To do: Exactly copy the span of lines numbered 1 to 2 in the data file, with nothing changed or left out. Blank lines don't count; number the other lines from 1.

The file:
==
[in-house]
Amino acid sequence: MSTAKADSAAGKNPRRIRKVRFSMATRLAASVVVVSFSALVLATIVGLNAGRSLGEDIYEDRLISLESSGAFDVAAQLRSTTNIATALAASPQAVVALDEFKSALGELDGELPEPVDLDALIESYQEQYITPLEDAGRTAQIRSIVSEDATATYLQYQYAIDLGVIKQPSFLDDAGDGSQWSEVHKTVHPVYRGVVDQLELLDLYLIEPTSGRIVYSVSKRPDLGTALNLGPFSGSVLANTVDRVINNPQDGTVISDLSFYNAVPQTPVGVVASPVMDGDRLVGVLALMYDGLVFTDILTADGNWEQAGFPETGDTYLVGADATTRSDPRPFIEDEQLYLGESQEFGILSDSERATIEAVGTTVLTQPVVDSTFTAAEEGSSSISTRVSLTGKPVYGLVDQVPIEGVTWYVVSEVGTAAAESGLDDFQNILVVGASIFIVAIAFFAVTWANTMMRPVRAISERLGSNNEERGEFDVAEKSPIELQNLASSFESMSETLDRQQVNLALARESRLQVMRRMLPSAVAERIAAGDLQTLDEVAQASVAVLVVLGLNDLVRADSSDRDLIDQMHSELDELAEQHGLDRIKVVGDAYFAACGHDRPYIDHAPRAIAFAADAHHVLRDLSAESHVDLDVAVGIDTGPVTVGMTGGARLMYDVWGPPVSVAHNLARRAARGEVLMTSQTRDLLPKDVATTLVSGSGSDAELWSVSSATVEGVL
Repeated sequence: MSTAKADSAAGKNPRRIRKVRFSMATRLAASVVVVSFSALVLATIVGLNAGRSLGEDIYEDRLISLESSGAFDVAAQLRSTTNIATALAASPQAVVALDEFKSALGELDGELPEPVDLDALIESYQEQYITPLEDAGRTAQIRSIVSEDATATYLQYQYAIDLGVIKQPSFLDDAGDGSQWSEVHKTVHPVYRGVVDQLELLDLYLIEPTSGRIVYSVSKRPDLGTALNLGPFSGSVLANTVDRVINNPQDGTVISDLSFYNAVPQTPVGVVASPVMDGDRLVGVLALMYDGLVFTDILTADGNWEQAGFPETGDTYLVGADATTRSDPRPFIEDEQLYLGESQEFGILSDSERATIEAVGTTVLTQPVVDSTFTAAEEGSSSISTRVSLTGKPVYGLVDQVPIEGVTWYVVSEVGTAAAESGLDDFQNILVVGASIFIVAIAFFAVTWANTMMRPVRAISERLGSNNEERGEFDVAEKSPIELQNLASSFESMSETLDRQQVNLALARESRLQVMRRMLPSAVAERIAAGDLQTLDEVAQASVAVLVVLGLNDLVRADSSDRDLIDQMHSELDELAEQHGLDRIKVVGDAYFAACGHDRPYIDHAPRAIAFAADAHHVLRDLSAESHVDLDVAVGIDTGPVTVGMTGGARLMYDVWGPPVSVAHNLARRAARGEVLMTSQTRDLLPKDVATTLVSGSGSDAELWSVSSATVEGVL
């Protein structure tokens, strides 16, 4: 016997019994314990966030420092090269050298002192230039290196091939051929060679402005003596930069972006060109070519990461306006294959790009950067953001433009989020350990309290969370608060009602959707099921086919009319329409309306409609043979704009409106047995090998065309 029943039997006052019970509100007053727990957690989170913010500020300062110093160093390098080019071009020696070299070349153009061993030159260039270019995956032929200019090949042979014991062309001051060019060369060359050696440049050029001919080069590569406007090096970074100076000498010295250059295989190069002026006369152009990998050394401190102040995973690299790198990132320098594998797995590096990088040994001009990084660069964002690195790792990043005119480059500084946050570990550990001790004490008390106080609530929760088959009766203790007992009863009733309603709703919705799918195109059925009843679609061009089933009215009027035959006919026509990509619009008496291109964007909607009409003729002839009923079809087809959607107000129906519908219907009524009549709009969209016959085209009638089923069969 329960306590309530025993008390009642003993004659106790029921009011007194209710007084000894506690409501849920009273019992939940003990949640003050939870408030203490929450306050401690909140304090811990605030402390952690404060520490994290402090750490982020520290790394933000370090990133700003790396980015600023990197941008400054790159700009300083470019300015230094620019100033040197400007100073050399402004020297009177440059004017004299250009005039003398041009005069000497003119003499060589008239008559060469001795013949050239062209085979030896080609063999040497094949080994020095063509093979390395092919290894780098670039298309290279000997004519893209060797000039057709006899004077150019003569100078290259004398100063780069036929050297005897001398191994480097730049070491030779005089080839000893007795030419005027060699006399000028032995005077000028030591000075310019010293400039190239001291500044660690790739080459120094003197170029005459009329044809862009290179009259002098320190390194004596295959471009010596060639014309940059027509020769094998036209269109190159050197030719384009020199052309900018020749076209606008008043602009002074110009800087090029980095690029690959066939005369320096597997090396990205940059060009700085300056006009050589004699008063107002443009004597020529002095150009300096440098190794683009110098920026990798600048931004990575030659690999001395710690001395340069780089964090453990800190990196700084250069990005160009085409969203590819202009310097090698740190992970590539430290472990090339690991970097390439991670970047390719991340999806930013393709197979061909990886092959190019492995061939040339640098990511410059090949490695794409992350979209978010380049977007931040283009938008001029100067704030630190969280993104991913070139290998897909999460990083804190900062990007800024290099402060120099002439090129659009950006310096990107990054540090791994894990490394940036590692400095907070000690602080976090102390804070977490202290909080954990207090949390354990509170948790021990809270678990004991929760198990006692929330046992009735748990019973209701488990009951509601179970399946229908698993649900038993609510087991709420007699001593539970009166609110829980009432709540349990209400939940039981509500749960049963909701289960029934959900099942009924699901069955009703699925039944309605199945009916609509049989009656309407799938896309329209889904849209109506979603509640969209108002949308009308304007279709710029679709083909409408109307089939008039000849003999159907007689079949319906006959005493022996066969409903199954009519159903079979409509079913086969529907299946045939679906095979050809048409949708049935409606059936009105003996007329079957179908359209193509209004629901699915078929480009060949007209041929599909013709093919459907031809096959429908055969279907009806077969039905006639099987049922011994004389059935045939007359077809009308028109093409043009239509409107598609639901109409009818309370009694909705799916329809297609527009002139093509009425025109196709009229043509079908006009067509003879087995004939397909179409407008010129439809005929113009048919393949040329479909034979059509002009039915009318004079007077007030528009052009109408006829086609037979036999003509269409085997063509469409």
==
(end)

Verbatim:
[in-house]
Amino acid sequence: MSTAKADSAAGKNPRRIRKVRFSMATRLAASVVVVSFSALVLATIVGLNAGRSLGEDIYEDRLISLESSGAFDVAAQLRSTTNIATALAASPQAVVALDEFKSALGELDGELPEPVDLDALIESYQEQYITPLEDAGRTAQIRSIVSEDATATYLQYQYAIDLGVIKQPSFLDDAGDGSQWSEVHKTVHPVYRGVVDQLELLDLYLIEPTSGRIVYSVSKRPDLGTALNLGPFSGSVLANTVDRVINNPQDGTVISDLSFYNAVPQTPVGVVASPVMDGDRLVGVLALMYDGLVFTDILTADGNWEQAGFPETGDTYLVGADATTRSDPRPFIEDEQLYLGESQEFGILSDSERATIEAVGTTVLTQPVVDSTFTAAEEGSSSISTRVSLTGKPVYGLVDQVPIEGVTWYVVSEVGTAAAESGLDDFQNILVVGASIFIVAIAFFAVTWANTMMRPVRAISERLGSNNEERGEFDVAEKSPIELQNLASSFESMSETLDRQQVNLALARESRLQVMRRMLPSAVAERIAAGDLQTLDEVAQASVAVLVVLGLNDLVRADSSDRDLIDQMHSELDELAEQHGLDRIKVVGDAYFAACGHDRPYIDHAPRAIAFAADAHHVLRDLSAESHVDLDVAVGIDTGPVTVGMTGGARLMYDVWGPPVSVAHNLARRAARGEVLMTSQTRDLLPKDVATTLVSGSGSDAELWSVSSATVEGVL